EFFECTS OF SELECTIVE LOGGING AND SHIFTING CULTIVATION ON THE STRUCTURE AND DIVERSITY OF A TROPICAL EVERGREEN FOREST IN SOUTH-EASTERN MEXICO
In order to make recommendations on forest management, we compared the floristic composition, diversity and physiognomy of a tropical evergreen forest (TEF) vegetation regenerating after two types of past use, namely,
selective cutting and shifting cultivation, in Agua Blanca State Park, Mexico. These common types of use caused different kinds of forest disturbances. Plant cover was sampled in 32 quadrats randomly distributed in four stands of logged forest and four stands of secondary vegetation on land previously used for agriculture. A total of 220 species were recorded in 156 genera and 78 families of vascular plants. There were marked differences in the floristic composition, diversity and physiognomy between types of vegetation regenerations.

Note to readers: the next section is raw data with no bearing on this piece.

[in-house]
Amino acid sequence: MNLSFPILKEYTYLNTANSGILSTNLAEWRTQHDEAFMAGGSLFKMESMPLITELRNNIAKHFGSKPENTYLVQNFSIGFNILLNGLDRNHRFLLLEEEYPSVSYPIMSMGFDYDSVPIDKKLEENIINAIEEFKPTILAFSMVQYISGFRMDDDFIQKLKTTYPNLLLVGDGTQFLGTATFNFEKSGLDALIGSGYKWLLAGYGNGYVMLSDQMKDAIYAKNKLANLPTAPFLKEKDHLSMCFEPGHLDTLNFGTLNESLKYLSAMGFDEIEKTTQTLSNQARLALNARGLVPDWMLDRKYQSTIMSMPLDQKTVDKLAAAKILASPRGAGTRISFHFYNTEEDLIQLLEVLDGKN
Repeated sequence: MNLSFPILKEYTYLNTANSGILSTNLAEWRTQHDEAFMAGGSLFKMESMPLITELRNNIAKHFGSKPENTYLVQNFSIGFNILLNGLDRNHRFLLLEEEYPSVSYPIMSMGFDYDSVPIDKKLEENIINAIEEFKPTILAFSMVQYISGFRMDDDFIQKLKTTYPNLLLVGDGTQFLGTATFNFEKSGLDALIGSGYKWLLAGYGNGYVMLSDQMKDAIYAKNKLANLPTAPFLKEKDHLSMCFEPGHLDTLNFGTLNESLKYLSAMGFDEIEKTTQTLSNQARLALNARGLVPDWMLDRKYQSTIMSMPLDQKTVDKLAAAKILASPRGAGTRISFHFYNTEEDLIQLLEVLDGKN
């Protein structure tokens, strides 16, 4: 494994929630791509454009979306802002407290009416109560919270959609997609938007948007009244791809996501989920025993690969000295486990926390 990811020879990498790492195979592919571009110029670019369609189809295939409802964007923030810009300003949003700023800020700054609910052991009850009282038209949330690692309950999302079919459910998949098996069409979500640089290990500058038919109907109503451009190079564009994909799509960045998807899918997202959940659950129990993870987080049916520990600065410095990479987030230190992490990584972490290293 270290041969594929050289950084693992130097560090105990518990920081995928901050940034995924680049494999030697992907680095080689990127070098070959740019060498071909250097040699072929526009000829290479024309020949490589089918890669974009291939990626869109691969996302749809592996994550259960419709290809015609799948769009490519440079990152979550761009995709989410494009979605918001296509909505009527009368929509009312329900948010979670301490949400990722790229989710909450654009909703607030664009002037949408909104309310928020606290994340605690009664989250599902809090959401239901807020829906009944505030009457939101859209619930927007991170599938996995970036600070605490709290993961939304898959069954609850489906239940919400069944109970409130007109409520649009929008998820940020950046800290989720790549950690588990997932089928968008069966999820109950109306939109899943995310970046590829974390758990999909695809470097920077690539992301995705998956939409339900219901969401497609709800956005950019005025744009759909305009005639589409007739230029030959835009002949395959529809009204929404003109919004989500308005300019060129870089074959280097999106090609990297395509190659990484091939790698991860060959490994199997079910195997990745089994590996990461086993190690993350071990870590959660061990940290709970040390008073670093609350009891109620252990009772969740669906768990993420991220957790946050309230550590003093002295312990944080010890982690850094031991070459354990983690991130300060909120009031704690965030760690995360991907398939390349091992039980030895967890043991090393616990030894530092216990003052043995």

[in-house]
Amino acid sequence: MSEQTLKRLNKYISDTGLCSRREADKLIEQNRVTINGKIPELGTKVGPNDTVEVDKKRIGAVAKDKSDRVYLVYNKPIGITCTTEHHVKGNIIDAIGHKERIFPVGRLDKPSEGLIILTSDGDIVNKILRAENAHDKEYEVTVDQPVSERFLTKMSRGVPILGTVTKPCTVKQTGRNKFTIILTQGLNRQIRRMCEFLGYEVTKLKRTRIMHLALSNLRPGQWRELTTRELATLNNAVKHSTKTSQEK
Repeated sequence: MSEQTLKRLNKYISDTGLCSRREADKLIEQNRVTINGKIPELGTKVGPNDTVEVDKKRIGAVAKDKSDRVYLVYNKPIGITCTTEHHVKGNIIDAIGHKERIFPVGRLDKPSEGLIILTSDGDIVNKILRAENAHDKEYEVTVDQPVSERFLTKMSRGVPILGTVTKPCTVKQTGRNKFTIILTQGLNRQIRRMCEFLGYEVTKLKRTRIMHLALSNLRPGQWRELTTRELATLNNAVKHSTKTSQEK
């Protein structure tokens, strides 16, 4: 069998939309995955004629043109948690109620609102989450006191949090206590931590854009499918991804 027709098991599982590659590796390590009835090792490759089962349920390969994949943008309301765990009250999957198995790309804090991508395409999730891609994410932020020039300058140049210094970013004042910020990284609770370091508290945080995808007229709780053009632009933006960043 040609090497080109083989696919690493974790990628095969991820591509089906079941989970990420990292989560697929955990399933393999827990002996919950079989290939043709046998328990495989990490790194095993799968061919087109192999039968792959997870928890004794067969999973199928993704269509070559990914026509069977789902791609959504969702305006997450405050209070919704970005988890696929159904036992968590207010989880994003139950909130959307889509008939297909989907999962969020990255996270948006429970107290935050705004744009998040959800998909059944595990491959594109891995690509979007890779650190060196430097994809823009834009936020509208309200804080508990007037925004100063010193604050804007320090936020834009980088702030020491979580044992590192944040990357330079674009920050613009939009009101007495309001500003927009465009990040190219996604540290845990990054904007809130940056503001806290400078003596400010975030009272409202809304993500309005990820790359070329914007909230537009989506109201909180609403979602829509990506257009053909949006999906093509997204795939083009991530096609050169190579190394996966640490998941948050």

Woody cover, canopy height and canopy cover were significantly higher in the selectively logged TEF than in the secondary vegetation after shifting cultivation, but herbaceous plant cover was comparable between regeneration types. Dominant tree and shrub species were different between regeneration types. The short fallow period for the plots previously used for agriculture resulted in the absence of intermediate regeneration
stages, thus, hindering the succession of stands towards floristic composition and structure similar to those of logged TEF. Some alternative types of landuses that could mitigate negative impacts on forest regeneration are also discussed.